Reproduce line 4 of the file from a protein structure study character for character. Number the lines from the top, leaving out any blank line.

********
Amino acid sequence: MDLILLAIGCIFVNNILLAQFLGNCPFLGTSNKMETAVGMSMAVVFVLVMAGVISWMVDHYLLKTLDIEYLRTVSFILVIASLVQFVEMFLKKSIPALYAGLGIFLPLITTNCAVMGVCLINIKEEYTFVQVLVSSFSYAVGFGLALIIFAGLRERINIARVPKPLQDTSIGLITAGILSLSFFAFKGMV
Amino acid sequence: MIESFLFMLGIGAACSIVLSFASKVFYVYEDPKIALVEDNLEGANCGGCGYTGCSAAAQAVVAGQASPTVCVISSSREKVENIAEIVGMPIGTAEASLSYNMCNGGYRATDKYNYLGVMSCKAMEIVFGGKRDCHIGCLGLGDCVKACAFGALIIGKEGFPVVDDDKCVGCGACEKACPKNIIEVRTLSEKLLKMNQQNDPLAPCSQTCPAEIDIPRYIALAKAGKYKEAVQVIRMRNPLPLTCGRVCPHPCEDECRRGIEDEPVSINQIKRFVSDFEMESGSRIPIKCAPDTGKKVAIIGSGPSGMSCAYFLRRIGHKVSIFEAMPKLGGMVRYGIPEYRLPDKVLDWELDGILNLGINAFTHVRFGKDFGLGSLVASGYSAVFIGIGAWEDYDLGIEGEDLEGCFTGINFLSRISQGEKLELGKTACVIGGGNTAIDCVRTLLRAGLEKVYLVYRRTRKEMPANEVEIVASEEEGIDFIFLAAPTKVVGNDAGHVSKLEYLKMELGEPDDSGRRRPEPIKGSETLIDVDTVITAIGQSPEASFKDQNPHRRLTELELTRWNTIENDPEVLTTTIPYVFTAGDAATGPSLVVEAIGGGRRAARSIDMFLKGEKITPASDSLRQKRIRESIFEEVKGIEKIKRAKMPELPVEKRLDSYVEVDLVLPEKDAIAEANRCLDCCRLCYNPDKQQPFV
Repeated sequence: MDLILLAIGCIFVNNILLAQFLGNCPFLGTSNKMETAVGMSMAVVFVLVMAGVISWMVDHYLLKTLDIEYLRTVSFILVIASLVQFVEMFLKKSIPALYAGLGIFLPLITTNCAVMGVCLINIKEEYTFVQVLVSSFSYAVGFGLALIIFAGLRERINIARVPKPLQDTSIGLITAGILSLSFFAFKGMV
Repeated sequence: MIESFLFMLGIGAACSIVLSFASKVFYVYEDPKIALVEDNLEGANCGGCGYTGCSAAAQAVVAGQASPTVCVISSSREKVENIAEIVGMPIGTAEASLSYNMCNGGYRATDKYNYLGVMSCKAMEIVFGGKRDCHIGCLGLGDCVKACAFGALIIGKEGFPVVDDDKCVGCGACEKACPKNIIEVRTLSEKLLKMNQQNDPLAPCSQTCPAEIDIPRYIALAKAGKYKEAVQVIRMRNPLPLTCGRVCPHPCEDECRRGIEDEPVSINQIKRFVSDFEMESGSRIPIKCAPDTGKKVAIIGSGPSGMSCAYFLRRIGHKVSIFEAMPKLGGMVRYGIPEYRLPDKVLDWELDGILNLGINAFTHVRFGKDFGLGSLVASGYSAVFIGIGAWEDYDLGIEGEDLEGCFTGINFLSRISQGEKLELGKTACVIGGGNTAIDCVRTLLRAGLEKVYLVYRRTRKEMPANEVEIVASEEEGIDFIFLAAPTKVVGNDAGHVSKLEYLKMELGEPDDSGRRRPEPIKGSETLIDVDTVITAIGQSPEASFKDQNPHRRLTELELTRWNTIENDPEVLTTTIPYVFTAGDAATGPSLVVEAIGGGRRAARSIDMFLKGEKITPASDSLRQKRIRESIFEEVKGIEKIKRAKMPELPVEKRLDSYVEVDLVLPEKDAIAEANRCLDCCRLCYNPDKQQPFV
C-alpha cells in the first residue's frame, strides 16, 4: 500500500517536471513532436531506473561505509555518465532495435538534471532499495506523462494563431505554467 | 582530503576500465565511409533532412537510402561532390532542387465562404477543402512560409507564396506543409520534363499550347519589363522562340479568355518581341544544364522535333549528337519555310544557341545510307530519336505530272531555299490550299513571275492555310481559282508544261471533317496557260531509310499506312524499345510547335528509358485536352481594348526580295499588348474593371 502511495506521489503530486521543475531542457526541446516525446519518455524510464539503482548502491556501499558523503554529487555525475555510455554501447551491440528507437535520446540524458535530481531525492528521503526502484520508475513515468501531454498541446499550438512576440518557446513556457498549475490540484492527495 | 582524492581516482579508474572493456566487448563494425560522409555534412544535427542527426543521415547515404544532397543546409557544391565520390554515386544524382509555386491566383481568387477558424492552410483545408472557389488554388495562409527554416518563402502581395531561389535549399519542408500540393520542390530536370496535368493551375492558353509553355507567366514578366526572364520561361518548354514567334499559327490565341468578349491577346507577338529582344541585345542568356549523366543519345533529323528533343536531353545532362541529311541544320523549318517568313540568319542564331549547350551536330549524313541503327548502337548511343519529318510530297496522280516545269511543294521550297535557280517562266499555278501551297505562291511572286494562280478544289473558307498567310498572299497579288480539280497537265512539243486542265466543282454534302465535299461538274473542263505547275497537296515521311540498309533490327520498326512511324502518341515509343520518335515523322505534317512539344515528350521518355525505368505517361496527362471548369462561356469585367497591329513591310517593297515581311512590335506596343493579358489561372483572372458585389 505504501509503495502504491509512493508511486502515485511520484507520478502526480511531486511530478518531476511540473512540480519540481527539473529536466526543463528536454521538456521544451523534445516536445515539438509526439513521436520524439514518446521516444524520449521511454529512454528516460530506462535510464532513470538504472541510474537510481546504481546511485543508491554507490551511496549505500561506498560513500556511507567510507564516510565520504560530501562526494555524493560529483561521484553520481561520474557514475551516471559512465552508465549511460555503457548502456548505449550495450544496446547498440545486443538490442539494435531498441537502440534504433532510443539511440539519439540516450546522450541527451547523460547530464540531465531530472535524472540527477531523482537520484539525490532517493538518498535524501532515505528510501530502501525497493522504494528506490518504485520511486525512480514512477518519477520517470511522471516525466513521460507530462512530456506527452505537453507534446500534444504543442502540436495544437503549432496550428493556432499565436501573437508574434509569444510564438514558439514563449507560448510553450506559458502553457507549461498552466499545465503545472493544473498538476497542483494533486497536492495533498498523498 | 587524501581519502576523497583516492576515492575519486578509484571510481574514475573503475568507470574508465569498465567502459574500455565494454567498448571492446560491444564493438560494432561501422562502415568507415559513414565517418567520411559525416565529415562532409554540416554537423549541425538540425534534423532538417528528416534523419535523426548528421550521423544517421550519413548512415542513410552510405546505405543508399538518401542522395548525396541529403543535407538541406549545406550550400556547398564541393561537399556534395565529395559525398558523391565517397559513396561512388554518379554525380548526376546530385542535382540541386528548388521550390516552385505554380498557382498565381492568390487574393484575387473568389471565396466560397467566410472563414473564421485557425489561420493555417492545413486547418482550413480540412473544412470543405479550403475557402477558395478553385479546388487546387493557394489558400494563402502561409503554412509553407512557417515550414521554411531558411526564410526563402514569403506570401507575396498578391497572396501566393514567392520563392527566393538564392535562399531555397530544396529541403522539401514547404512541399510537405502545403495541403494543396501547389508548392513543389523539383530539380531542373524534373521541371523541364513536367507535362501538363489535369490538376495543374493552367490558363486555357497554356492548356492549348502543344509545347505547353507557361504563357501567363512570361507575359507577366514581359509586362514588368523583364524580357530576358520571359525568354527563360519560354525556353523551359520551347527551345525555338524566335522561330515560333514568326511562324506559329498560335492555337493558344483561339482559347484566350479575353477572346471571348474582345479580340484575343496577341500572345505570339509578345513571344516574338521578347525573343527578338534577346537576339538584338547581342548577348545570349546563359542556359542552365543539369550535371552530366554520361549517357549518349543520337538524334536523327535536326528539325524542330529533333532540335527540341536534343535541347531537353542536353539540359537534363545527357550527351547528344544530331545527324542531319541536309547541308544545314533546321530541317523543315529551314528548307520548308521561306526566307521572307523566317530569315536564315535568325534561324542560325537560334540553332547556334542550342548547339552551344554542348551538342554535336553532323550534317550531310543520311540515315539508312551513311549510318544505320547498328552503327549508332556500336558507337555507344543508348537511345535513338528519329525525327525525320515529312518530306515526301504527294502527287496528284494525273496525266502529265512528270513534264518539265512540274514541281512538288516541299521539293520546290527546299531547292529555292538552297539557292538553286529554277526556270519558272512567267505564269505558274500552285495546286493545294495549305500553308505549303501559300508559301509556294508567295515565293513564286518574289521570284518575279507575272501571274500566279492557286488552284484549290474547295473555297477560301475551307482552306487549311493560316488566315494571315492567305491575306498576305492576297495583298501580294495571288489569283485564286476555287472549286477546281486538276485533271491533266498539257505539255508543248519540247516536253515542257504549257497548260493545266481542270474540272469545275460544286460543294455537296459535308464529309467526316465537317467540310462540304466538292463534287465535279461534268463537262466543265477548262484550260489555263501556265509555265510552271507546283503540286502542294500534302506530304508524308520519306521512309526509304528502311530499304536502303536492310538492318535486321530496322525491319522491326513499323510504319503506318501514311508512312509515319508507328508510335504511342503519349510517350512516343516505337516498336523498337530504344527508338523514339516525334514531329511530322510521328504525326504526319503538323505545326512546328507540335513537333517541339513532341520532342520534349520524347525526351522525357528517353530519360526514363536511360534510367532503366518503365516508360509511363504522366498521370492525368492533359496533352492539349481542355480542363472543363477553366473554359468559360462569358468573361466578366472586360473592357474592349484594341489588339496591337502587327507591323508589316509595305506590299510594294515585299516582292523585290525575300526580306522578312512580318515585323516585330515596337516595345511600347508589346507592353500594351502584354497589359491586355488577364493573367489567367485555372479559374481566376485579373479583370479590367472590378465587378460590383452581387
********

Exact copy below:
Repeated sequence: MIESFLFMLGIGAACSIVLSFASKVFYVYEDPKIALVEDNLEGANCGGCGYTGCSAAAQAVVAGQASPTVCVISSSREKVENIAEIVGMPIGTAEASLSYNMCNGGYRATDKYNYLGVMSCKAMEIVFGGKRDCHIGCLGLGDCVKACAFGALIIGKEGFPVVDDDKCVGCGACEKACPKNIIEVRTLSEKLLKMNQQNDPLAPCSQTCPAEIDIPRYIALAKAGKYKEAVQVIRMRNPLPLTCGRVCPHPCEDECRRGIEDEPVSINQIKRFVSDFEMESGSRIPIKCAPDTGKKVAIIGSGPSGMSCAYFLRRIGHKVSIFEAMPKLGGMVRYGIPEYRLPDKVLDWELDGILNLGINAFTHVRFGKDFGLGSLVASGYSAVFIGIGAWEDYDLGIEGEDLEGCFTGINFLSRISQGEKLELGKTACVIGGGNTAIDCVRTLLRAGLEKVYLVYRRTRKEMPANEVEIVASEEEGIDFIFLAAPTKVVGNDAGHVSKLEYLKMELGEPDDSGRRRPEPIKGSETLIDVDTVITAIGQSPEASFKDQNPHRRLTELELTRWNTIENDPEVLTTTIPYVFTAGDAATGPSLVVEAIGGGRRAARSIDMFLKGEKITPASDSLRQKRIRESIFEEVKGIEKIKRAKMPELPVEKRLDSYVEVDLVLPEKDAIAEANRCLDCCRLCYNPDKQQPFV